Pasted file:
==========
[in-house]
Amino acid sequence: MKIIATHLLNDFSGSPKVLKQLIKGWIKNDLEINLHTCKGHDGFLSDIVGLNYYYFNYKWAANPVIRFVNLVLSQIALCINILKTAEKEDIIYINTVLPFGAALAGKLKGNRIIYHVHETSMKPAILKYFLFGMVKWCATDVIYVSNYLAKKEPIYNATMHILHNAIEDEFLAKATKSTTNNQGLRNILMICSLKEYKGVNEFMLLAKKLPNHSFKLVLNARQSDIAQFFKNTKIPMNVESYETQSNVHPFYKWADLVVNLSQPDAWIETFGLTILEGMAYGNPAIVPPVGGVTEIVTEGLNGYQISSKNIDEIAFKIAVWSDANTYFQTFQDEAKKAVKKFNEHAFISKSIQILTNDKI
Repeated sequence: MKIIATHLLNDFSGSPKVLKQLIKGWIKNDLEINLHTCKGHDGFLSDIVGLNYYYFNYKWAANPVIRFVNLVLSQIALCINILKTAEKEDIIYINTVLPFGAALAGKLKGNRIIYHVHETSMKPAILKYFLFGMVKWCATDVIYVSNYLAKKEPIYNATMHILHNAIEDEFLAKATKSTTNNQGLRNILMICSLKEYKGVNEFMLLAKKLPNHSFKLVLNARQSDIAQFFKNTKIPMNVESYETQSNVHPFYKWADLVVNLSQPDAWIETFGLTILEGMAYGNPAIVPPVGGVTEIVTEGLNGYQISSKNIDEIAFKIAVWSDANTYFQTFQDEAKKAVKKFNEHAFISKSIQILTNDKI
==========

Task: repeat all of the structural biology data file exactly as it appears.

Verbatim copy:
[in-house]
Amino acid sequence: MKIIATHLLNDFSGSPKVLKQLIKGWIKNDLEINLHTCKGHDGFLSDIVGLNYYYFNYKWAANPVIRFVNLVLSQIALCINILKTAEKEDIIYINTVLPFGAALAGKLKGNRIIYHVHETSMKPAILKYFLFGMVKWCATDVIYVSNYLAKKEPIYNATMHILHNAIEDEFLAKATKSTTNNQGLRNILMICSLKEYKGVNEFMLLAKKLPNHSFKLVLNARQSDIAQFFKNTKIPMNVESYETQSNVHPFYKWADLVVNLSQPDAWIETFGLTILEGMAYGNPAIVPPVGGVTEIVTEGLNGYQISSKNIDEIAFKIAVWSDANTYFQTFQDEAKKAVKKFNEHAFISKSIQILTNDKI
Repeated sequence: MKIIATHLLNDFSGSPKVLKQLIKGWIKNDLEINLHTCKGHDGFLSDIVGLNYYYFNYKWAANPVIRFVNLVLSQIALCINILKTAEKEDIIYINTVLPFGAALAGKLKGNRIIYHVHETSMKPAILKYFLFGMVKWCATDVIYVSNYLAKKEPIYNATMHILHNAIEDEFLAKATKSTTNNQGLRNILMICSLKEYKGVNEFMLLAKKLPNHSFKLVLNARQSDIAQFFKNTKIPMNVESYETQSNVHPFYKWADLVVNLSQPDAWIETFGLTILEGMAYGNPAIVPPVGGVTEIVTEGLNGYQISSKNIDEIAFKIAVWSDANTYFQTFQDEAKKAVKKFNEHAFISKSIQILTNDKI